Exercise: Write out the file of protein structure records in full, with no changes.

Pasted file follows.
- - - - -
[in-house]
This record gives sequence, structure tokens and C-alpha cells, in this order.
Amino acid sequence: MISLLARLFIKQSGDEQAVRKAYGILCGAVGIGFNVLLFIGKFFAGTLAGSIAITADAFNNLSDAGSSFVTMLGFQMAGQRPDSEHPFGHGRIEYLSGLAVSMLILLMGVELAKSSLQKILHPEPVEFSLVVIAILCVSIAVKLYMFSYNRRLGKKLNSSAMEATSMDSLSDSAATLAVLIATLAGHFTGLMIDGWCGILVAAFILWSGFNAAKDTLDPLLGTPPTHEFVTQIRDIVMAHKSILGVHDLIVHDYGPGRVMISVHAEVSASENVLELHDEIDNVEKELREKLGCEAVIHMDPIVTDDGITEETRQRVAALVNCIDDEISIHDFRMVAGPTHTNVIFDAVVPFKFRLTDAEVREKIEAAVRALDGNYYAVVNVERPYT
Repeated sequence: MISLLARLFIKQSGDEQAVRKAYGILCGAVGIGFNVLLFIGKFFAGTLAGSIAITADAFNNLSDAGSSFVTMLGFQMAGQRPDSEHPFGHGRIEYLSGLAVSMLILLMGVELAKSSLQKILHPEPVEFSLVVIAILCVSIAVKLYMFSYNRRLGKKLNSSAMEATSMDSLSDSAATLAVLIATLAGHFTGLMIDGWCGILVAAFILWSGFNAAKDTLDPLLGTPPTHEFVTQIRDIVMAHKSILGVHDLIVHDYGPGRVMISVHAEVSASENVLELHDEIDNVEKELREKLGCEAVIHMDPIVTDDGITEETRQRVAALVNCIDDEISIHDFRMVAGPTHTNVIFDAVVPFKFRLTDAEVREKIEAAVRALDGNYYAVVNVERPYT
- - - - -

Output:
[in-house]
This record gives sequence, structure tokens and C-alpha cells, in this order.
Amino acid sequence: MISLLARLFIKQSGDEQAVRKAYGILCGAVGIGFNVLLFIGKFFAGTLAGSIAITADAFNNLSDAGSSFVTMLGFQMAGQRPDSEHPFGHGRIEYLSGLAVSMLILLMGVELAKSSLQKILHPEPVEFSLVVIAILCVSIAVKLYMFSYNRRLGKKLNSSAMEATSMDSLSDSAATLAVLIATLAGHFTGLMIDGWCGILVAAFILWSGFNAAKDTLDPLLGTPPTHEFVTQIRDIVMAHKSILGVHDLIVHDYGPGRVMISVHAEVSASENVLELHDEIDNVEKELREKLGCEAVIHMDPIVTDDGITEETRQRVAALVNCIDDEISIHDFRMVAGPTHTNVIFDAVVPFKFRLTDAEVREKIEAAVRALDGNYYAVVNVERPYT
Repeated sequence: MISLLARLFIKQSGDEQAVRKAYGILCGAVGIGFNVLLFIGKFFAGTLAGSIAITADAFNNLSDAGSSFVTMLGFQMAGQRPDSEHPFGHGRIEYLSGLAVSMLILLMGVELAKSSLQKILHPEPVEFSLVVIAILCVSIAVKLYMFSYNRRLGKKLNSSAMEATSMDSLSDSAATLAVLIATLAGHFTGLMIDGWCGILVAAFILWSGFNAAKDTLDPLLGTPPTHEFVTQIRDIVMAHKSILGVHDLIVHDYGPGRVMISVHAEVSASENVLELHDEIDNVEKELREKLGCEAVIHMDPIVTDDGITEETRQRVAALVNCIDDEISIHDFRMVAGPTHTNVIFDAVVPFKFRLTDAEVREKIEAAVRALDGNYYAVVNVERPYT